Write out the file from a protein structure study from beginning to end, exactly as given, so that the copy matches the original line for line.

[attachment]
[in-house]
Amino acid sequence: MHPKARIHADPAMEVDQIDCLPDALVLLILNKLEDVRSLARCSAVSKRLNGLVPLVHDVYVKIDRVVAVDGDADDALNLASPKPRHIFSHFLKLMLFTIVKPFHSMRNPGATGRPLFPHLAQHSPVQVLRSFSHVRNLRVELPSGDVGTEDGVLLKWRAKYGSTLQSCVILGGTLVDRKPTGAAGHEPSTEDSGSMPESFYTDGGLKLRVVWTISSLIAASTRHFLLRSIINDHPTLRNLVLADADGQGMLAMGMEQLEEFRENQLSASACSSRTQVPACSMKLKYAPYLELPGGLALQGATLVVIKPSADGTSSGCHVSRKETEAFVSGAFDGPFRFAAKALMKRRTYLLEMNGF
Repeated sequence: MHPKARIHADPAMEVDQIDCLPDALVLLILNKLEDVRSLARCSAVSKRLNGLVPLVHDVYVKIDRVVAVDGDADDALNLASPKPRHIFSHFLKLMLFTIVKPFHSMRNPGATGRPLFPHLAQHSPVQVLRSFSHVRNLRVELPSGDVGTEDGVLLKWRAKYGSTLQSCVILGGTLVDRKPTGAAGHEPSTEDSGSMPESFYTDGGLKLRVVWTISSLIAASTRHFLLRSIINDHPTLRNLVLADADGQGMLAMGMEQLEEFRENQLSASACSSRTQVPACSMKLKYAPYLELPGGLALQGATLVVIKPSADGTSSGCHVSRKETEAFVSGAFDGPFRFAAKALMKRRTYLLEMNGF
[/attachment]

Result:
[in-house]
Amino acid sequence: MHPKARIHADPAMEVDQIDCLPDALVLLILNKLEDVRSLARCSAVSKRLNGLVPLVHDVYVKIDRVVAVDGDADDALNLASPKPRHIFSHFLKLMLFTIVKPFHSMRNPGATGRPLFPHLAQHSPVQVLRSFSHVRNLRVELPSGDVGTEDGVLLKWRAKYGSTLQSCVILGGTLVDRKPTGAAGHEPSTEDSGSMPESFYTDGGLKLRVVWTISSLIAASTRHFLLRSIINDHPTLRNLVLADADGQGMLAMGMEQLEEFRENQLSASACSSRTQVPACSMKLKYAPYLELPGGLALQGATLVVIKPSADGTSSGCHVSRKETEAFVSGAFDGPFRFAAKALMKRRTYLLEMNGF
Repeated sequence: MHPKARIHADPAMEVDQIDCLPDALVLLILNKLEDVRSLARCSAVSKRLNGLVPLVHDVYVKIDRVVAVDGDADDALNLASPKPRHIFSHFLKLMLFTIVKPFHSMRNPGATGRPLFPHLAQHSPVQVLRSFSHVRNLRVELPSGDVGTEDGVLLKWRAKYGSTLQSCVILGGTLVDRKPTGAAGHEPSTEDSGSMPESFYTDGGLKLRVVWTISSLIAASTRHFLLRSIINDHPTLRNLVLADADGQGMLAMGMEQLEEFRENQLSASACSSRTQVPACSMKLKYAPYLELPGGLALQGATLVVIKPSADGTSSGCHVSRKETEAFVSGAFDGPFRFAAKALMKRRTYLLEMNGF